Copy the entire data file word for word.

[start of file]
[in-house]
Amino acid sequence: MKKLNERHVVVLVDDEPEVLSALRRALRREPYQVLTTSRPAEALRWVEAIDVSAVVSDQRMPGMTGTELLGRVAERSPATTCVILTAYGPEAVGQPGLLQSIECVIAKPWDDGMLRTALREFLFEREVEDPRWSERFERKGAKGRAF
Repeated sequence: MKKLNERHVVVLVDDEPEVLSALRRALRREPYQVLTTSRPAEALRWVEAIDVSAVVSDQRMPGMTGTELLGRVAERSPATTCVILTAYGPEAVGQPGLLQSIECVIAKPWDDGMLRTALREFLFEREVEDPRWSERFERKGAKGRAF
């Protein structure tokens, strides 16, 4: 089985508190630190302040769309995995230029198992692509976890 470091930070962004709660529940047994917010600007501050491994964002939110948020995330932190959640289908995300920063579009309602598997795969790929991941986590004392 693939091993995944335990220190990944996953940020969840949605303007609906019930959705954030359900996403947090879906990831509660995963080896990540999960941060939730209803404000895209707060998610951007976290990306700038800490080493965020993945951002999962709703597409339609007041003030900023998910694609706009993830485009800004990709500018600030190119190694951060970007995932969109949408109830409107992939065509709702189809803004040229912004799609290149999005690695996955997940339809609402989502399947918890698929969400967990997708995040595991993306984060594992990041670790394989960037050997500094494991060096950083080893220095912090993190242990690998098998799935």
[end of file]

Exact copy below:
[in-house]
Amino acid sequence: MKKLNERHVVVLVDDEPEVLSALRRALRREPYQVLTTSRPAEALRWVEAIDVSAVVSDQRMPGMTGTELLGRVAERSPATTCVILTAYGPEAVGQPGLLQSIECVIAKPWDDGMLRTALREFLFEREVEDPRWSERFERKGAKGRAF
Repeated sequence: MKKLNERHVVVLVDDEPEVLSALRRALRREPYQVLTTSRPAEALRWVEAIDVSAVVSDQRMPGMTGTELLGRVAERSPATTCVILTAYGPEAVGQPGLLQSIECVIAKPWDDGMLRTALREFLFEREVEDPRWSERFERKGAKGRAF
């Protein structure tokens, strides 16, 4: 089985508190630190302040769309995995230029198992692509976890 470091930070962004709660529940047994917010600007501050491994964002939110948020995330932190959640289908995300920063579009309602598997795969790929991941986590004392 693939091993995944335990220190990944996953940020969840949605303007609906019930959705954030359900996403947090879906990831509660995963080896990540999960941060939730209803404000895209707060998610951007976290990306700038800490080493965020993945951002999962709703597409339609007041003030900023998910694609706009993830485009800004990709500018600030190119190694951060970007995932969109949408109830409107992939065509709702189809803004040229912004799609290149999005690695996955997940339809609402989502399947918890698929969400967990997708995040595991993306984060594992990041670790394989960037050997500094494991060096950083080893220095912090993190242990690998098998799935």